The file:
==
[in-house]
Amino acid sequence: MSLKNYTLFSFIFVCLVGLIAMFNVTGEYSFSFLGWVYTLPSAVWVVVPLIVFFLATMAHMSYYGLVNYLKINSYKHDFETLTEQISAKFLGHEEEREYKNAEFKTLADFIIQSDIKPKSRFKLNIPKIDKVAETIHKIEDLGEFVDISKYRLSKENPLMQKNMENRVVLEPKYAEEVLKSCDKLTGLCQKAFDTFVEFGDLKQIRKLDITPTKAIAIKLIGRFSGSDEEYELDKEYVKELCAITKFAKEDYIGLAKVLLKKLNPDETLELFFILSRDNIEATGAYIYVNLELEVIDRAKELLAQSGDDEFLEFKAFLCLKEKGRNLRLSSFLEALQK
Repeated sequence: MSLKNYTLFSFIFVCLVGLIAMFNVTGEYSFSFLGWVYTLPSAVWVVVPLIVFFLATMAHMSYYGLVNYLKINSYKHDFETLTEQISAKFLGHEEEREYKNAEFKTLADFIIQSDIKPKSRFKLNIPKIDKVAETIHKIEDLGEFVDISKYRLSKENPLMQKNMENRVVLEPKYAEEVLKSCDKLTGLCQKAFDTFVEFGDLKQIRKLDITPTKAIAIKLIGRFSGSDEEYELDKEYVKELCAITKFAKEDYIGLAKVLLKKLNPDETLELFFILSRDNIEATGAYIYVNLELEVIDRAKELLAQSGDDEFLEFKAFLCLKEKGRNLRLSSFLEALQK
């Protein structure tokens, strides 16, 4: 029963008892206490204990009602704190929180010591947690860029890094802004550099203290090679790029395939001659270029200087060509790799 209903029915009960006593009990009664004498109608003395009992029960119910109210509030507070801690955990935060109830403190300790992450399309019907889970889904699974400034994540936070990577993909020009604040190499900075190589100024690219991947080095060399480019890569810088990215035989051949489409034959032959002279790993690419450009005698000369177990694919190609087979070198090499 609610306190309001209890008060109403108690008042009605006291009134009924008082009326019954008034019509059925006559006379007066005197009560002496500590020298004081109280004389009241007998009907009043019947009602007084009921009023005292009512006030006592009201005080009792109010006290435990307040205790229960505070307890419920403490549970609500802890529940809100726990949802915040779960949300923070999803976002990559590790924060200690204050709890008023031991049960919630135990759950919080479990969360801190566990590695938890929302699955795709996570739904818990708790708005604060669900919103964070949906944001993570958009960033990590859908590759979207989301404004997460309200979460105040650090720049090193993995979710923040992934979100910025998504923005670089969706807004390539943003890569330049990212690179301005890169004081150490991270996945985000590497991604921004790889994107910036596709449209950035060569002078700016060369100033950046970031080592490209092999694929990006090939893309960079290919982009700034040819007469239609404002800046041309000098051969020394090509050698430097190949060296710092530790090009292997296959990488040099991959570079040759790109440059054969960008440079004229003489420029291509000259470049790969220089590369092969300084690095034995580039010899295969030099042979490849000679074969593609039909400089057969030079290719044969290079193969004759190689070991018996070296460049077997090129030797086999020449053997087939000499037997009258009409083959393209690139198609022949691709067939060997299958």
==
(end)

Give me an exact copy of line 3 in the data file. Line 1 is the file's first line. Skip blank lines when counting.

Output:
Repeated sequence: MSLKNYTLFSFIFVCLVGLIAMFNVTGEYSFSFLGWVYTLPSAVWVVVPLIVFFLATMAHMSYYGLVNYLKINSYKHDFETLTEQISAKFLGHEEEREYKNAEFKTLADFIIQSDIKPKSRFKLNIPKIDKVAETIHKIEDLGEFVDISKYRLSKENPLMQKNMENRVVLEPKYAEEVLKSCDKLTGLCQKAFDTFVEFGDLKQIRKLDITPTKAIAIKLIGRFSGSDEEYELDKEYVKELCAITKFAKEDYIGLAKVLLKKLNPDETLELFFILSRDNIEATGAYIYVNLELEVIDRAKELLAQSGDDEFLEFKAFLCLKEKGRNLRLSSFLEALQK